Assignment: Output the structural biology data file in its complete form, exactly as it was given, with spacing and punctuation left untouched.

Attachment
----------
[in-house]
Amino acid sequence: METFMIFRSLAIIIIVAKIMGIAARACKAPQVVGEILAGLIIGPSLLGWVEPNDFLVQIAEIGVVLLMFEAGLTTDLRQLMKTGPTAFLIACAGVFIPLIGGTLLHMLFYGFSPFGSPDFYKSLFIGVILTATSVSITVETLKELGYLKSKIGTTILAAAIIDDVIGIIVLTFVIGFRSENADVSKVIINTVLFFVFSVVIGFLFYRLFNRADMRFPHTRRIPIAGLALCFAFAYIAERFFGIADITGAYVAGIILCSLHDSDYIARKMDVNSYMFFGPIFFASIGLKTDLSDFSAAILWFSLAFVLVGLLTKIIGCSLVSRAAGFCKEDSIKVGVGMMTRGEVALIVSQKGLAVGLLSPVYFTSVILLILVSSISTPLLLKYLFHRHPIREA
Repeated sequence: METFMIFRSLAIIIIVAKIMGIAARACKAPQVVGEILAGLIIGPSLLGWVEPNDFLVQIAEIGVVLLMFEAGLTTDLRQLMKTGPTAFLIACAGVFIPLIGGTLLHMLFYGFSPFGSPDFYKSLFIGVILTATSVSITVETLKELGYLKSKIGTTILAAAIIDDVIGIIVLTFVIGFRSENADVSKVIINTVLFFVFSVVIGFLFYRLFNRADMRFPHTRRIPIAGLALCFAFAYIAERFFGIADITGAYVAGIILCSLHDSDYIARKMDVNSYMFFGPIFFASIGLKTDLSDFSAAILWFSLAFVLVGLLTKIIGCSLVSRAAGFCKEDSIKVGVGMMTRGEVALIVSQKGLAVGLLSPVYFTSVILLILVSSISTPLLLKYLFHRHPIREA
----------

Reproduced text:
[in-house]
Amino acid sequence: METFMIFRSLAIIIIVAKIMGIAARACKAPQVVGEILAGLIIGPSLLGWVEPNDFLVQIAEIGVVLLMFEAGLTTDLRQLMKTGPTAFLIACAGVFIPLIGGTLLHMLFYGFSPFGSPDFYKSLFIGVILTATSVSITVETLKELGYLKSKIGTTILAAAIIDDVIGIIVLTFVIGFRSENADVSKVIINTVLFFVFSVVIGFLFYRLFNRADMRFPHTRRIPIAGLALCFAFAYIAERFFGIADITGAYVAGIILCSLHDSDYIARKMDVNSYMFFGPIFFASIGLKTDLSDFSAAILWFSLAFVLVGLLTKIIGCSLVSRAAGFCKEDSIKVGVGMMTRGEVALIVSQKGLAVGLLSPVYFTSVILLILVSSISTPLLLKYLFHRHPIREA
Repeated sequence: METFMIFRSLAIIIIVAKIMGIAARACKAPQVVGEILAGLIIGPSLLGWVEPNDFLVQIAEIGVVLLMFEAGLTTDLRQLMKTGPTAFLIACAGVFIPLIGGTLLHMLFYGFSPFGSPDFYKSLFIGVILTATSVSITVETLKELGYLKSKIGTTILAAAIIDDVIGIIVLTFVIGFRSENADVSKVIINTVLFFVFSVVIGFLFYRLFNRADMRFPHTRRIPIAGLALCFAFAYIAERFFGIADITGAYVAGIILCSLHDSDYIARKMDVNSYMFFGPIFFASIGLKTDLSDFSAAILWFSLAFVLVGLLTKIIGCSLVSRAAGFCKEDSIKVGVGMMTRGEVALIVSQKGLAVGLLSPVYFTSVILLILVSSISTPLLLKYLFHRHPIREA